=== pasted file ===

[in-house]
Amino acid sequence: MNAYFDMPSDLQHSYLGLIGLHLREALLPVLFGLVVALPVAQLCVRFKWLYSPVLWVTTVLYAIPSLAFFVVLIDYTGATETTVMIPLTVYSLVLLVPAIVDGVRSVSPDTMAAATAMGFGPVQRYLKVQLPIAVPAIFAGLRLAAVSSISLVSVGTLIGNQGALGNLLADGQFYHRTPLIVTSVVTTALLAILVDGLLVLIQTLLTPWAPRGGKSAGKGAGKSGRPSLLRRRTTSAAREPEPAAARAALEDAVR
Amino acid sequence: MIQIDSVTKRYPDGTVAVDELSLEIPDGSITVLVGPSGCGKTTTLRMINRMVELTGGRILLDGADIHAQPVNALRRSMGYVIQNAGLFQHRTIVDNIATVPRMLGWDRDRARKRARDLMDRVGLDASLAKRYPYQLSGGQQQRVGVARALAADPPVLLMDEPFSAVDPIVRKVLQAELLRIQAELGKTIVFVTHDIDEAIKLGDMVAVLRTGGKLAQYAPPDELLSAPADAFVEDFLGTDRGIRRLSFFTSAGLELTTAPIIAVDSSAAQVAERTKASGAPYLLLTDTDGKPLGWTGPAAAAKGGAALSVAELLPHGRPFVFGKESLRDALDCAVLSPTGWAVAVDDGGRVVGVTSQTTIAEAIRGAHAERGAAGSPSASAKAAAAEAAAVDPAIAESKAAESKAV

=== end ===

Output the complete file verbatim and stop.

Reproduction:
[in-house]
Amino acid sequence: MNAYFDMPSDLQHSYLGLIGLHLREALLPVLFGLVVALPVAQLCVRFKWLYSPVLWVTTVLYAIPSLAFFVVLIDYTGATETTVMIPLTVYSLVLLVPAIVDGVRSVSPDTMAAATAMGFGPVQRYLKVQLPIAVPAIFAGLRLAAVSSISLVSVGTLIGNQGALGNLLADGQFYHRTPLIVTSVVTTALLAILVDGLLVLIQTLLTPWAPRGGKSAGKGAGKSGRPSLLRRRTTSAAREPEPAAARAALEDAVR
Amino acid sequence: MIQIDSVTKRYPDGTVAVDELSLEIPDGSITVLVGPSGCGKTTTLRMINRMVELTGGRILLDGADIHAQPVNALRRSMGYVIQNAGLFQHRTIVDNIATVPRMLGWDRDRARKRARDLMDRVGLDASLAKRYPYQLSGGQQQRVGVARALAADPPVLLMDEPFSAVDPIVRKVLQAELLRIQAELGKTIVFVTHDIDEAIKLGDMVAVLRTGGKLAQYAPPDELLSAPADAFVEDFLGTDRGIRRLSFFTSAGLELTTAPIIAVDSSAAQVAERTKASGAPYLLLTDTDGKPLGWTGPAAAAKGGAALSVAELLPHGRPFVFGKESLRDALDCAVLSPTGWAVAVDDGGRVVGVTSQTTIAEAIRGAHAERGAAGSPSASAKAAAAEAAAVDPAIAESKAAESKAV